Cycling clinches conference championship

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Members of the cycling team hold the trophy after winning the Easter Collegiate Cycling Conference Championship.
Courtesy of MIT Cycling Team

The MIT cycling club capped off its road regular season by clinching the Eastern Collegiate Cycling Conference Championships (Easterns) held on the weekend of April 23-24 at Warwick and Turners Falls, MA. Despite having been agonizingly close on previous occasions, the encomium (top spot overall at the end of the season) had eluded the Engineers until now. What made the victory even sweeter was that the top spot was clinched in its home race.

Corey Tucker G, who finished third in the women’s A category over the season summarized the team’s sentiments aptly: “I’ve been racing here at MIT for three years, and every year we go into the final weekend of the season with the goal of walking away with the trophy, and until this year, hadn’t pulled it off.  The fact that it’s my (and several other’s) final season here at MIT made it even more special.”

But even before the first race of the Easterns was run, there was the non-trivial task of finalizing the course for the championships. Lucy Archer G, who competes in the women’s B category, headed the Boston Beanpot Committee that was tasked with locating, scouting, and implementing new courses for the championship.

Archer explained, “There’s a lot of paperwork and people work that goes into just getting approval for the courses, let alone getting the manpower to put the race on.  It’s hard to find volunteers to come marshal when our race is an hour and a half away from MIT!  That said, it was also amazing to be at the head of an awesome group of people who were willing to do so much work to make the race happen.  I had a lot of help from many people, and that is the reason the race was so successful.”

It is a long season with three different types of races: the road race, time trial, and the criterium. To seal the encomium the team needs contributions from its sizeable roster, with different racers stepping up in different races to put points on the board. Emerson Glassey G, one of two men’s A category racers played his part by finishing 8th in the road race and racking up 70 points for the team.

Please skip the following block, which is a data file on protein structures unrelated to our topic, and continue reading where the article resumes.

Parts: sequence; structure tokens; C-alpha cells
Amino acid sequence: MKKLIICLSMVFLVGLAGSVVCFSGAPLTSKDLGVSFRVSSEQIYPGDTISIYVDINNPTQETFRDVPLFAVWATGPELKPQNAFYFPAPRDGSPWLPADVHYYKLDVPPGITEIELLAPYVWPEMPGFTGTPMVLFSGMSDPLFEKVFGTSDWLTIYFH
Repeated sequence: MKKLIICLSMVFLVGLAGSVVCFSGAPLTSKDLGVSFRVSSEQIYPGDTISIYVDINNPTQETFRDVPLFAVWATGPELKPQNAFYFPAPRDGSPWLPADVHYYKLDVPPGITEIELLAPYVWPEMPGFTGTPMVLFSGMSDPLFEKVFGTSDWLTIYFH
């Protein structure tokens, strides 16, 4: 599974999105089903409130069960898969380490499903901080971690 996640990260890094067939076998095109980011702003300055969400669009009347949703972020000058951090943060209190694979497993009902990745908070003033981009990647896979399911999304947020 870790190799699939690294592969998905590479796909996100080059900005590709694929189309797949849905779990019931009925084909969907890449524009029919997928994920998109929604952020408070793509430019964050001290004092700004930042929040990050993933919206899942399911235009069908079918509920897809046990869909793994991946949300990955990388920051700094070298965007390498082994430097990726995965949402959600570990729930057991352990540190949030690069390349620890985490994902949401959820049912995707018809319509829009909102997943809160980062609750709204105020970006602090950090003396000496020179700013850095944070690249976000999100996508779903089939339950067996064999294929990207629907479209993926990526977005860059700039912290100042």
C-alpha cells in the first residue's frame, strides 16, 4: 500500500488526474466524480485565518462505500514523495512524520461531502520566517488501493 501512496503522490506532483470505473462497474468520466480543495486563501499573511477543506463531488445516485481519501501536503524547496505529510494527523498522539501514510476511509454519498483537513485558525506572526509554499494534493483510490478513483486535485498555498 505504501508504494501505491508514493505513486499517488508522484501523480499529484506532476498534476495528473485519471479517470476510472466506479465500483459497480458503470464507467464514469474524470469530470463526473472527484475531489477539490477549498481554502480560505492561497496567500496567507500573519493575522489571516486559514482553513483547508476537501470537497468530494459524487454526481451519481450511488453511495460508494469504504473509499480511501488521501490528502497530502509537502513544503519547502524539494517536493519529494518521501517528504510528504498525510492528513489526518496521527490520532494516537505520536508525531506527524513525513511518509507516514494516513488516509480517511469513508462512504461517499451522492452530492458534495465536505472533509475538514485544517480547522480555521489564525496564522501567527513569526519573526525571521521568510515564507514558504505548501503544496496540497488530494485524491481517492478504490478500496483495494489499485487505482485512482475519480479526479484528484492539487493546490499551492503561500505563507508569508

Glassey used to race for UCSC as an undergrad but preparing for the road season in the New England winter is a whole new ball game.

“The most challenging part has been training and racing through the winter and while living in a city. In Santa Cruz the mountains were literally right outside my door and now it’s 40 minutes to get to good riding roads,” remarked Glassey. He went on to add, “My lobster gloves stop being effective below 20 °F and water bottles freeze even with salty drink mix added.”

No doubt there were severe adversities that the team had to overcome to reach the summit. But the season had some memorable moments along the way. For example, Katy Olesnavage G won her first competitive race at Shippensburg.

Following the race, she was almost in disbelief:  “It was simultaneously really awesome and a bit surreal. I spent most of the race off the front of the main group, so I was just riding by myself expecting to see other racers coming up behind me at any minute. When I finally crossed the finish line, I remember thinking to myself, ‘I won!’ and then immediately thinking, ‘Wait, did I actually win?’ I was pretty sure I did, but a part of me was wondering how that was possible. I didn’t really let myself celebrate until they posted the official results.”

One of the biggest contributions came from veteran racer Jennifer Wilson G, who finished second overall in the women’s A category. While victory in her final season was immensely satisfying, cycling for her was not just about the competition and winning.

“I ended up second overall in the conference and am really proud and excited that I was able to race while writing and completing my thesis. The team is like family, and it would have been a shame to miss out on race weekend travel and competition with this group of people,” said Wilson.

Through a combination of hard work, mental toughness, teamwork, and strategy, the MIT cycling club clinched a well-deserved championship. The national championships for the road season will be held at Marshall, NC later this month where the team will be fighting for honors, with some donning the specifically engineered Engineers’ jersey for the final time.